I’d like to break this down into a simple, two question quiz.
Can you ride a bicycle?
If you answered no to question 1, are you willing / able to learn to ride a bicycle?
If you answered yes to either question 1 or question 2, then yes you are capable of cycling 1,000 miles (about 1,600 km). And beyond.
A couple of months ago, I cycled 1,000 miles from England to Slovakia on an old bicycle. Lots of people emailed their appreciation and for that I am grateful. However, (if you want to) you can do it too. Here are some things that you may not have known about my bicycle journey to show how very possible it is for you.
I Had Never Even Fixed a Puncture
When I left, I knew nothing about bicycles. Whenever I had a problem in the past, I let someone else fix it. During my journey, through trial and error, I learnt to fix most parts of my bike: I repaired the brakes, adjusted the gears, replaced the cranks and pedals, fixed punctures, and replaced inner tubes by simply figuring out how to do it. Having an old bike meant that this was ‘relatively’ simple.
I Had Never Cycled More Than 4o Miles
And that was only during a charity bike ride when I was a teenager. Throughout my life I have used bikes as a practical means of transport, but that normally involved a ten minute bike ride twice a day at most. Setting off on this cycle ride was far more ambitious than anything I had ever attempted before.
I Planned Little More Than Reaching Slovakia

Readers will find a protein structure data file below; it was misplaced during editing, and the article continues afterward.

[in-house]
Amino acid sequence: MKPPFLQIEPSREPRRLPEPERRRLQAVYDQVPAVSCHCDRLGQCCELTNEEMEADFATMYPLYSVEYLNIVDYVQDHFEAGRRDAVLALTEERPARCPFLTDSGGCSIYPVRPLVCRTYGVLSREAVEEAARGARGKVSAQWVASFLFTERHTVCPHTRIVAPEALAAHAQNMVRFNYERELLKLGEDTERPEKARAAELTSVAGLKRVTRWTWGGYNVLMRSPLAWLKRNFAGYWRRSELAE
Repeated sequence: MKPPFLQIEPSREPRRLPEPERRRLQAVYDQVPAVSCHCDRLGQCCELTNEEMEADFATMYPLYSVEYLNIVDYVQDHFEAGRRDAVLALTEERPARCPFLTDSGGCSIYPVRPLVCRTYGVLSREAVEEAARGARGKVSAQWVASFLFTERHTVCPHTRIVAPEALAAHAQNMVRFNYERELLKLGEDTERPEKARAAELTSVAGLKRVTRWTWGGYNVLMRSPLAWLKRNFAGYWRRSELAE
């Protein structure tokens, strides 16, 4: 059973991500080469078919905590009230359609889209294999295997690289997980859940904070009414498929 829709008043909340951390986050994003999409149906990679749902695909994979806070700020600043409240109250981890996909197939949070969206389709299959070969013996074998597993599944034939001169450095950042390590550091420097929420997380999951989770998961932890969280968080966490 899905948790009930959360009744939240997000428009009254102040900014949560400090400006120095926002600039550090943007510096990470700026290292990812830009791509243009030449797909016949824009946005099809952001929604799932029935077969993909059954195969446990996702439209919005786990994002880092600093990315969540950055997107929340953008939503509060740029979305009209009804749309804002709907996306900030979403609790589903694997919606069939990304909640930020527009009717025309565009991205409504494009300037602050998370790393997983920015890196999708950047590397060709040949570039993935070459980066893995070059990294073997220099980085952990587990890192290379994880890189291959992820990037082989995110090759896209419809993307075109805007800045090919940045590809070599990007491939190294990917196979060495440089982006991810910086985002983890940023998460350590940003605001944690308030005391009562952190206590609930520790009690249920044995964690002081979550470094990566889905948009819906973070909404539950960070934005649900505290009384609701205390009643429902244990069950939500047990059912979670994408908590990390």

Except for knowing where I would take the ferry (Harwich to Hook of Holland), I knew nothing about my route. We planned it as we went, sometimes finding ourselves climbing tiny mountain paths, but despite this, we made it.
My Bicycle Cost £30 and My Panniers Were Cool-Boxes
You do not need a mountain of fancy / expensive equipment. I bought my bike from an old guy in a neighbouring village and made panniers using cheap cool boxes. This may not have been the fastest / most efficient way to cycle 1,000 miles, but it works and I wasn’t in a hurry.
I Didn’t Pay for Accommodation
Each night, we slept outside and very occasionally, in the homes of strangers (people we met on the road or through CS). To sleep outside and cook food in nature was a very freeing experience and only once did we get in trouble for doing such a thing.
I Don’t Speak Languages
We cycled through Holland, Germany, Czech Republic, and Austria before reaching Slovakia. I know nothing of these languages. Despite this, I met lovely people who made my journey more pleasant. Many of them spoke English and when they didn’t, we communicated in gestures.
My ‘Training’ Was a 200m Ride Around My Village
When the bike was semi-loaded, my mother suggested that I do a trial ride. I got on my bicycle, cycled up the road, then back down it without falling off. This was the only physical training / preparation that I did for this journey.
My Main Fuel Was Desire
Whether it’s (lack of) money, experience, or anything else, if you can ride a bike, there is nothing to stop you having your own long distance bicycle adventure. I’m not super fit, I didn’t train.. I’m just like you. And if bicycles aren’t your thing, why not walk?
Adventures are not just for ‘professionals’ so if you have a desire to do something (anything, really, anything that makes you excited), jump… get out into the world and do it. The only thing that is stopping you, is you.
If you do ‘something,’ it feels GREAT.